Fruit offerings from India and Nepal
India, Nepal and some associated areas celebrate their holiest festivals with slaughter. But there is good news I quote, as some Durga Puja committees no longer offer Patha Bali on Maha Ashtami, although worship of Durga requires Bali to be included in the puja to respect Durga’s Shakti. I didn’t make any of this up, nor do I “stumble” or mistranslate anciently warhammer lore. It means fewer animals dying to unnecessarily invoke the penis envy of religious morons (according to this Freud.wiki I just found), and it’s a start.
Durga Puja is a 10-day Hindu festival celebrating the mother goddess and protector Durga, who uses her Shakti (power) to kick the ass of the buffalo demon Mahishasura, who was an asshole to lower, crouching gods.
Or, to put it in terms not based on ancient Hindu cosmology, here is a Gold eye Multiplayer analogy: Mahishasura is that friend who chooses Oddjob, and Durga is the equivalent of punching him in the arm or tail until he switches to Valentin. Just Klobbs, brother.
And so the Hindus celebrate every year The Metamorphosis of Valentine through Durga Puja, a festival that encompasses all the hallmarks and, dare I say, celebrations of a festival. Including ritual animal murders. But some celebrants switch from sacrificing animals to Sacrifices of pumpkins, cucumbers, sugar cane, etc.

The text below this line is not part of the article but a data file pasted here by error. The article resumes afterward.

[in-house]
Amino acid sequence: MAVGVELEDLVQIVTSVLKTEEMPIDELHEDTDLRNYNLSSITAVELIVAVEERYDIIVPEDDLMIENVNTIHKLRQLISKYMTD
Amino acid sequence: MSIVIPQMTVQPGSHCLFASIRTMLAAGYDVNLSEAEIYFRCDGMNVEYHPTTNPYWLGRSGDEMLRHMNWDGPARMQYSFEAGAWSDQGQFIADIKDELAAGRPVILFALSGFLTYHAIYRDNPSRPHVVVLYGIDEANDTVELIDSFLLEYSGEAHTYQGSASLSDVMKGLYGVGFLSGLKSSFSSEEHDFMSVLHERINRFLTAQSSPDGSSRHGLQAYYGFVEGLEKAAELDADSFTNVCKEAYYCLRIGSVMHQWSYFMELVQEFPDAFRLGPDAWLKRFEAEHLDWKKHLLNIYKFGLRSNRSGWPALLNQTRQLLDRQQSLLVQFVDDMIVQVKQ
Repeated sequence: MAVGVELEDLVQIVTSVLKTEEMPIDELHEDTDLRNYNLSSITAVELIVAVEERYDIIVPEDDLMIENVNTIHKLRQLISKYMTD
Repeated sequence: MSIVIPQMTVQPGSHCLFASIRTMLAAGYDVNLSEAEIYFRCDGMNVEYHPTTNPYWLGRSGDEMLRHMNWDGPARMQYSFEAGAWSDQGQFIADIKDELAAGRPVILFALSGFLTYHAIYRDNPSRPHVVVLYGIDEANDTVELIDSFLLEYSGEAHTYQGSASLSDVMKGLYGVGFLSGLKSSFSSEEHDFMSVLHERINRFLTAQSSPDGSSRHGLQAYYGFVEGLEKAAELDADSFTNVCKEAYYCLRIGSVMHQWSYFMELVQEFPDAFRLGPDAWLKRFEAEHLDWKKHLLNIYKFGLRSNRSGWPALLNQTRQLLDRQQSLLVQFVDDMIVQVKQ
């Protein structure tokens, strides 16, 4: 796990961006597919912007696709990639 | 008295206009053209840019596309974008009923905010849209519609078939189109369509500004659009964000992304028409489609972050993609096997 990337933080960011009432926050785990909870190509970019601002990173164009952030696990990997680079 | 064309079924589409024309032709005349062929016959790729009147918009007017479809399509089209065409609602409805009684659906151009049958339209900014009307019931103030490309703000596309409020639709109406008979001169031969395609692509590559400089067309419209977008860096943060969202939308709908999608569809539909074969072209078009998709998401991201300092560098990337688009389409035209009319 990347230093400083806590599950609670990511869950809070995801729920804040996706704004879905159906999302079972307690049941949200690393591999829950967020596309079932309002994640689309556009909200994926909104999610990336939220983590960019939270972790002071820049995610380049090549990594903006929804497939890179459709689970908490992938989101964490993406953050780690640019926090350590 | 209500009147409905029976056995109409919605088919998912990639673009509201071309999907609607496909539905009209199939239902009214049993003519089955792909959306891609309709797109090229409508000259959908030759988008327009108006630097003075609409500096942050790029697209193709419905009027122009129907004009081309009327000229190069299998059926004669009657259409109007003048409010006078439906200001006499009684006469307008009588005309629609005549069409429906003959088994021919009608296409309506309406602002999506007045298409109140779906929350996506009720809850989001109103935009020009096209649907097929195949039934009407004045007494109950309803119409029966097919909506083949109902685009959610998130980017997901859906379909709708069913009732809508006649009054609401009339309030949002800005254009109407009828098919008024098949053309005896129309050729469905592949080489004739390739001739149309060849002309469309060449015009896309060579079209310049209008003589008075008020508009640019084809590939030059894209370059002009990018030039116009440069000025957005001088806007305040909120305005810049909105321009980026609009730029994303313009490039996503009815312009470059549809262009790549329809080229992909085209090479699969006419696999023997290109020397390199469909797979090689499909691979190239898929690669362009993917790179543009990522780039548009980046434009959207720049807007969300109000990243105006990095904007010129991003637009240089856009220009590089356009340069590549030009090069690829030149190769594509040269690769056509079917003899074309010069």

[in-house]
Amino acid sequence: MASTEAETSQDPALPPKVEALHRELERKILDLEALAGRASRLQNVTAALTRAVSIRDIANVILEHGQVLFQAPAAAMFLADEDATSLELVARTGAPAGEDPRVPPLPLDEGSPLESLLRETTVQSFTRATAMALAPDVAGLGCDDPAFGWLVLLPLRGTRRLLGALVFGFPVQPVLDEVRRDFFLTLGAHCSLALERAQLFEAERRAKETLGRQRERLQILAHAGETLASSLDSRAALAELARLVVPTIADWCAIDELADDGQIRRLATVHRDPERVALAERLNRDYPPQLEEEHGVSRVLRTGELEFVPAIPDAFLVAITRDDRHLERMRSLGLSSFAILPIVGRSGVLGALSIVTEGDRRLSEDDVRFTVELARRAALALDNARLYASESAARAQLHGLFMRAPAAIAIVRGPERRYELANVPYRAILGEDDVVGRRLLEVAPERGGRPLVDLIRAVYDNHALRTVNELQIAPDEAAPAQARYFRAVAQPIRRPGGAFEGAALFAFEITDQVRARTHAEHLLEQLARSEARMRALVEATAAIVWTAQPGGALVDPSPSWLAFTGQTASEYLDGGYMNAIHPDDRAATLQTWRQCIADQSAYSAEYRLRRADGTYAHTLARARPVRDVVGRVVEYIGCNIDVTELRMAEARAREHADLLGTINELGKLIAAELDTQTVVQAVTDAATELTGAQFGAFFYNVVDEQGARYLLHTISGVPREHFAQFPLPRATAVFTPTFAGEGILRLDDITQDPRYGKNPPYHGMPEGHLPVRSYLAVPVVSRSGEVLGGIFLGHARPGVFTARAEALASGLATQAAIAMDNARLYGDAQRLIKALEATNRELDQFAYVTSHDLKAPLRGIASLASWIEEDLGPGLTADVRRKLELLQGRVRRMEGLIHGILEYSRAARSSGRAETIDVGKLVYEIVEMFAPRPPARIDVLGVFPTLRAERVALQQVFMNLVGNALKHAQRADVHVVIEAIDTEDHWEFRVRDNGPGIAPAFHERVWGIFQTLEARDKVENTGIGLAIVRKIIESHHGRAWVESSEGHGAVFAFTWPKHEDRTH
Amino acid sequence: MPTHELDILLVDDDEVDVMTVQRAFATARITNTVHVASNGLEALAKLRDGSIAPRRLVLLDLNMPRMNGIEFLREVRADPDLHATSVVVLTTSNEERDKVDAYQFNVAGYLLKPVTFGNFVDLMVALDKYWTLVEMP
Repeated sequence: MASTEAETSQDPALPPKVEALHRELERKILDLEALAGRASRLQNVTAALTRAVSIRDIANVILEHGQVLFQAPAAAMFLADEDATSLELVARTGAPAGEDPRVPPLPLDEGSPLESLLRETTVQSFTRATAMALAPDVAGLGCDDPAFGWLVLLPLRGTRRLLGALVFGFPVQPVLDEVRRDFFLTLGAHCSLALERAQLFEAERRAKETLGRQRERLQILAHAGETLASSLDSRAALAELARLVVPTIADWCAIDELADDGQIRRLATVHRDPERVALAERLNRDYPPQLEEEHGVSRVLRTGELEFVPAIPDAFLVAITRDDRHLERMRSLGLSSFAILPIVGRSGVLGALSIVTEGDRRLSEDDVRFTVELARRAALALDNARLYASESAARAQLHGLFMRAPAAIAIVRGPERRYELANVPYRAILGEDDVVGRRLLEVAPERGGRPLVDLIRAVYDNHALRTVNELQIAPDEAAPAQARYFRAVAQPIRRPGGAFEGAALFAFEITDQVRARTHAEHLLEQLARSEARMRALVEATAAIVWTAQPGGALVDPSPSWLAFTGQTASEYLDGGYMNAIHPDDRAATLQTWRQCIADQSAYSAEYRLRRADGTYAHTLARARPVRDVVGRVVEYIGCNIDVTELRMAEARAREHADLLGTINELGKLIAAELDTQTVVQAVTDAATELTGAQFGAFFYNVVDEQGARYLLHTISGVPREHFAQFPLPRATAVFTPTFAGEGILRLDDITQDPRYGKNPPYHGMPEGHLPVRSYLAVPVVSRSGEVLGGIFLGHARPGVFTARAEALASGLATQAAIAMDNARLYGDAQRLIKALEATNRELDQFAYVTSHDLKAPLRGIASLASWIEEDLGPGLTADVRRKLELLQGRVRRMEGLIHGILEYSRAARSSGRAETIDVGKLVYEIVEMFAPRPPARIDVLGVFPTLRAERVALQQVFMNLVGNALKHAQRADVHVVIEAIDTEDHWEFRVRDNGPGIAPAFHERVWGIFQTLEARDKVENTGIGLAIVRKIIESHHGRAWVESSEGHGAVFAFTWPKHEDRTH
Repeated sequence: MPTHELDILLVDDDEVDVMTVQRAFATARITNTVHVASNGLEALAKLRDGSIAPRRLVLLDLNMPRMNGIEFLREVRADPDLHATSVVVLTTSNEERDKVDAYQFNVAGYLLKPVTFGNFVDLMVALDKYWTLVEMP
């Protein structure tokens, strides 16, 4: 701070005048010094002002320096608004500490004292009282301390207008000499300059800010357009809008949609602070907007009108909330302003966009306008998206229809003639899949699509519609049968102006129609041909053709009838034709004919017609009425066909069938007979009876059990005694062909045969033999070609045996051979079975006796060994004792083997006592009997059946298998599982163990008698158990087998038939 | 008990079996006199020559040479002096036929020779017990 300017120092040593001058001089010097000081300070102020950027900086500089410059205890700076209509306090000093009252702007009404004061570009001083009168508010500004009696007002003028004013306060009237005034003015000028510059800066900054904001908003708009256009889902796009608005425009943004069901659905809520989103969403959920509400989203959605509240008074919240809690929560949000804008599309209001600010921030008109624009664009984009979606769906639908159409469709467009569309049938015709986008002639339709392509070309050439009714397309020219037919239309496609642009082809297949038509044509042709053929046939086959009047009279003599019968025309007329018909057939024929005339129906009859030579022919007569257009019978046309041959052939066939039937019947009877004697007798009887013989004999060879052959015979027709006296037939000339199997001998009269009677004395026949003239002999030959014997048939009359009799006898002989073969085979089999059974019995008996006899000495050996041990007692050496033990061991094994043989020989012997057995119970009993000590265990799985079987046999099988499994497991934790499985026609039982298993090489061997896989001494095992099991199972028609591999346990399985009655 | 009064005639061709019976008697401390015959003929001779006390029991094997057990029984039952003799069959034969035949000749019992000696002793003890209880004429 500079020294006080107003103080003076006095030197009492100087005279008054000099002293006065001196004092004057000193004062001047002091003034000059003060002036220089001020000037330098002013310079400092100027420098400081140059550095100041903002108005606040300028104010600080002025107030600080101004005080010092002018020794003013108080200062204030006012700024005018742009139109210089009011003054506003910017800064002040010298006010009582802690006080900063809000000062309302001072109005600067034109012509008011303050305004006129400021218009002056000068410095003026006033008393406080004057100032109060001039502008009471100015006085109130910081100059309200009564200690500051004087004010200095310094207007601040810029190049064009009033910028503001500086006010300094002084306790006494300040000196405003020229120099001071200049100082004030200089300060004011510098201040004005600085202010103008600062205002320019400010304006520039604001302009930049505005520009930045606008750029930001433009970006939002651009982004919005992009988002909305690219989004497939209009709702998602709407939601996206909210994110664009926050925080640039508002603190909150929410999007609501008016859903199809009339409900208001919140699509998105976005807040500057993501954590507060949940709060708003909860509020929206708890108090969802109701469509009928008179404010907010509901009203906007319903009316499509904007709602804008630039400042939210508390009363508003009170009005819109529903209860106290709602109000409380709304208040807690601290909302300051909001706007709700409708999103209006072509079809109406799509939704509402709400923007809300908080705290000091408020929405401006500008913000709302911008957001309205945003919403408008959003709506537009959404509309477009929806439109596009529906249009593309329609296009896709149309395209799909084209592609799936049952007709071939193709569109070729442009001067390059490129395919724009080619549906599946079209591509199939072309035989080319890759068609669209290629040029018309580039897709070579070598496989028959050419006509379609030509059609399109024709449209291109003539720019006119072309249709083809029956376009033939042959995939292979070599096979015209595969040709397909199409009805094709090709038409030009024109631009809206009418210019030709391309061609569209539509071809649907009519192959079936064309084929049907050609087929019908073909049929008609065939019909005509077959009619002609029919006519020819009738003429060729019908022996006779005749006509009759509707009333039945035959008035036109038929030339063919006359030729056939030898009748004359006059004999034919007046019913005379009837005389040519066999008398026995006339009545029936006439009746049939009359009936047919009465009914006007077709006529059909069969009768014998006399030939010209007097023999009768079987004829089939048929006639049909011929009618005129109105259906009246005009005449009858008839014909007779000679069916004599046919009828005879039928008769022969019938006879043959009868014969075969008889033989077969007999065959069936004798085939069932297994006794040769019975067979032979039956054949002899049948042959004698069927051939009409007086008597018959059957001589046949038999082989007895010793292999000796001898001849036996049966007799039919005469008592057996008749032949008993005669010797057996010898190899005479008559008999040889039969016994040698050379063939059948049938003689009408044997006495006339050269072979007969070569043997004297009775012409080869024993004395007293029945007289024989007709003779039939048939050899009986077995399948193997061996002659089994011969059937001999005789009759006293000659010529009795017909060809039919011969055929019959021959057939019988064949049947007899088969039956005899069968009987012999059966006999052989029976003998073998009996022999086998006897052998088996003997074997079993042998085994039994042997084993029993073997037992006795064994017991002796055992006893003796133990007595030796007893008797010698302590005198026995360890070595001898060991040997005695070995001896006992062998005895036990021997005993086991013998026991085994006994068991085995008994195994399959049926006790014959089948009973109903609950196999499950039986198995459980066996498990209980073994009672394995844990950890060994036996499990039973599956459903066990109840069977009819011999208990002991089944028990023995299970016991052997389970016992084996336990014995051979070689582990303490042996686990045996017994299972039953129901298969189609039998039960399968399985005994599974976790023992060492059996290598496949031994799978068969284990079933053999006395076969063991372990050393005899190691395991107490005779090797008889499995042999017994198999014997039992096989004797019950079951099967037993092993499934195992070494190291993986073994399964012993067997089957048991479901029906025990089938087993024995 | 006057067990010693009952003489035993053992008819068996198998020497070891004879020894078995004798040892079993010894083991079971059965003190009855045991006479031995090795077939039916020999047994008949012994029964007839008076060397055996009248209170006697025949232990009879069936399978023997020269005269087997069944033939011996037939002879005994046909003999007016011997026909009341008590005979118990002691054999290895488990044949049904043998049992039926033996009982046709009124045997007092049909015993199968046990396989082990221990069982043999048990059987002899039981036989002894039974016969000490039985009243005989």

Similar substitutions abound in Nepal dashain, a 15-day festival and Nepal’s most revered holiday. It’s Christmas, Mardi Gras and Honda-Thon, all curled up in a delightfully cathartic explosion of color and smell. Only one thing is not so glorious: Dashain’s animal sacrifices, which provide the sacred meat, PrasadThat’s part of every celebration. Equivalent to the chimney-blackened doves delivering blessed meat for western worships of Our Lord, Mr. Peanut, during the Cheesecake Factory’s “Pasta-Palooza” Holy Week or Yankee Candle’s “5% Off Discontinued Fragrances” Holy Month.